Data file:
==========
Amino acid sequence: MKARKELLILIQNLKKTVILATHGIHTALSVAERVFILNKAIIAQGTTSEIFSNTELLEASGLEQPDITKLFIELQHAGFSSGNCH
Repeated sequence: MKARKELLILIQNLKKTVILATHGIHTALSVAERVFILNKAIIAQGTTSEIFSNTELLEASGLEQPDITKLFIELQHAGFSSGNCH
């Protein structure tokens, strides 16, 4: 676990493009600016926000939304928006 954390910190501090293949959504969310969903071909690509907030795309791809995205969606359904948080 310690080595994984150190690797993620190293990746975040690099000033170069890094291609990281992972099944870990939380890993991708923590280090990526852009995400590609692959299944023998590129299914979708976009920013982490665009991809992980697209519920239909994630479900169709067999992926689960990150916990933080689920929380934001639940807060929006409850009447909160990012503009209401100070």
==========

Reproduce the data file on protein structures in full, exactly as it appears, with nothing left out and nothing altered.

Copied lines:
Amino acid sequence: MKARKELLILIQNLKKTVILATHGIHTALSVAERVFILNKAIIAQGTTSEIFSNTELLEASGLEQPDITKLFIELQHAGFSSGNCH
Repeated sequence: MKARKELLILIQNLKKTVILATHGIHTALSVAERVFILNKAIIAQGTTSEIFSNTELLEASGLEQPDITKLFIELQHAGFSSGNCH
């Protein structure tokens, strides 16, 4: 676990493009600016926000939304928006 954390910190501090293949959504969310969903071909690509907030795309791809995205969606359904948080 310690080595994984150190690797993620190293990746975040690099000033170069890094291609990281992972099944870990939380890993991708923590280090990526852009995400590609692959299944023998590129299914979708976009920013982490665009991809992980697209519920239909994630479900169709067999992926689960990150916990933080689920929380934001639940807060929006409850009447909160990012503009209401100070």